As for Antimatter Drives(I'm talking about pure Antiproton Annihilation Drives here, not Antimatter-Augmented Fusion or Antimatter Something-Core), they're the most powerful things that carry their reaction mass on board. But given that all the particle colliders in the world put together, working year round, can only generate enough antimatter to power a few light bulbs, these aren't going to be feasible anytime soon.


Solarsails are good for space travel within a solar system but outside it is where things get tricky, our sun ain't all powerful enough to supply ships lightyears away. It is cheap though since it doesn't actually use fuel, a ship with solarsails are most likely on the low end of maintainece costs.

Ramjets on the other hand are not very ideal, assuming that even with enough fuel floating about in space, we are still using fusion/fission based reaction. Not very good since the are the basic form of matter-energy transmutation.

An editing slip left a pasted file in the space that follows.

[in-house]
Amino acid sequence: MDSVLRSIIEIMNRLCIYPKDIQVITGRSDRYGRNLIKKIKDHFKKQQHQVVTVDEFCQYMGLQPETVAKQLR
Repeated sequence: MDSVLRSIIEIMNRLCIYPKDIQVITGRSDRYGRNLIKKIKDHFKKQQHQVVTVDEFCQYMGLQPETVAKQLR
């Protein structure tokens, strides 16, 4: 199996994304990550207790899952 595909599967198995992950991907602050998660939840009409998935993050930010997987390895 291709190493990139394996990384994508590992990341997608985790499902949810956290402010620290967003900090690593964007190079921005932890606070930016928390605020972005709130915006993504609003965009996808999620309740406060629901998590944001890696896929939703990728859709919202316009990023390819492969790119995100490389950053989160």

Finally anti-matter drives, actually these babies stands a very good chance if we can somehow obtain enough anti-matter. Sure, we take forever just to gain enough from the colliders but there may be other ways as well. There is a good chance that somewhere outside in the universe that still contains isolated pockets of anti-matter, cross your fingers that they are close enough that we can actually harvest them. Still, I suspect that if enough research is done in the Quantum realm, they may be a chance to discover so called low-energy anti-matter production.

All of these drives are very useful to reduce the mass needed on spacecraft but they still don't solve the problem of sub-luminal travel. If each of these drives were to work somehow, we would face the prospect of cheap spaceships. Problem comes with travesing distance, even if ships were cheap, they would still take years, nay decades to reach anywhere outside the solarsystem.

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PostPosted: Sat Jan 31, 2009 11:30 pm 
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Basically, my choices are:

In-System: VASIMRs in the near future. Fusion drives and solar sails in the farther future.